Skip to main content

Yemeni troops free oil tanker; 11 pirates arrested

  • Story Highlights
  • Oil tanker was seized Sunday on its way to Yemeni port of Aden
  • Three Yemeni marines were wounded, two pirates killed in the operation
  • Piracy is a major problem in the waters off Somalia
  • Somalia has not had a stable government in place since 1991
  • Next Article in World »
Decrease font Decrease font
Enlarge font Enlarge font

(CNN) -- A Yemeni oil tanker hijacked in the Gulf of Aden was freed Monday and 11 Somali pirates were arrested, Yemen's official news agency said.

11 pirates were arrested by Yemeni security forces in an operation to free the oil tanker.

11 pirates were arrested by Yemeni security forces in an operation to free the oil tanker.

Three marines were wounded in the operation conducted by Yemeni forces, according to the SABA news agency.

The tanker was seized Sunday on its way to Aden, SABA said. Aden is a port city in southwestern Yemen.

Meanwhile, two pirates were killed and one injured when Yemeni troops freed three other ships Sunday, SABA reported. Four pirates were also arrested in the operation, it added.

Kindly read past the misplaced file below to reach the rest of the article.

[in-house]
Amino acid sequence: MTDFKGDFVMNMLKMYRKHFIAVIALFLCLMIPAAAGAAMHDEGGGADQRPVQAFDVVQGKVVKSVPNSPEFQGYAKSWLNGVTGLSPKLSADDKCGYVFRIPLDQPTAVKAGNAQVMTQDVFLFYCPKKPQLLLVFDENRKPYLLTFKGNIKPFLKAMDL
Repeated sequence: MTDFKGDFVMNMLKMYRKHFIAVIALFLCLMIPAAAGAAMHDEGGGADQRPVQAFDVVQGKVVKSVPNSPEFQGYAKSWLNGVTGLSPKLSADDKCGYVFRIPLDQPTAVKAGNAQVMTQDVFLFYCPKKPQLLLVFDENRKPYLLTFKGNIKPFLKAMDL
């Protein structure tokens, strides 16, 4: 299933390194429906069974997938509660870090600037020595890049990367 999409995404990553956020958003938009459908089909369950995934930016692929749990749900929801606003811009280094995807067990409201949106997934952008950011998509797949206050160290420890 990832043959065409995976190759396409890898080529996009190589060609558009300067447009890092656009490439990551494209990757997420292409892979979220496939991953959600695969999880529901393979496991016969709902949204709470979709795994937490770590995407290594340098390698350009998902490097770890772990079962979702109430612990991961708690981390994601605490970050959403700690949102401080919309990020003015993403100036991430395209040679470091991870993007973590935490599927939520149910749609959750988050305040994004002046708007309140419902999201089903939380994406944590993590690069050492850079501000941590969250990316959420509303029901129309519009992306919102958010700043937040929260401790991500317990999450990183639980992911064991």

Piracy has become a major problem in recent years in the waters off Somalia, which has not had an effective government since 1991.

Despite the introduction of international naval patrols in the region, pirates have continued to attack commercial vessels and collect large ransoms, running into millions of dollars, from shipping companies.

Attacks on ships in the Gulf of Aden and off Somalia's coast accounted for 61 of the 102 attacks during the first quarter of this year. That compares with six incidents for the same period in 2008, said the International Maritime Bureau, which issues regular reports on piracy worldwide.

The European Union and several nations, including the United States, have naval forces in the region to protect vessels against pirate attacks. The head of EU naval forces in the waters off Somalia said recently that restoring long-term stability to Somalia will be what ultimately stops the attacks.

Rear Adm. Philip Jones said: "It'll be a long period of time before that's successful, and we must be ready to secure the seas until that's in place."

All About SomaliaPirates

  • E-mail
  • Save
  • Print
Quick Job Search
enter city:
Home  |  World  |  U.S.  |  Politics  |  Crime  |  Entertainment  |  Health  |  Tech  |  Travel  |  Living  |  Money  |  Sports  |
© 2014 Cable News Network. Turner Broadcasting System, Inc. All Rights Reserved.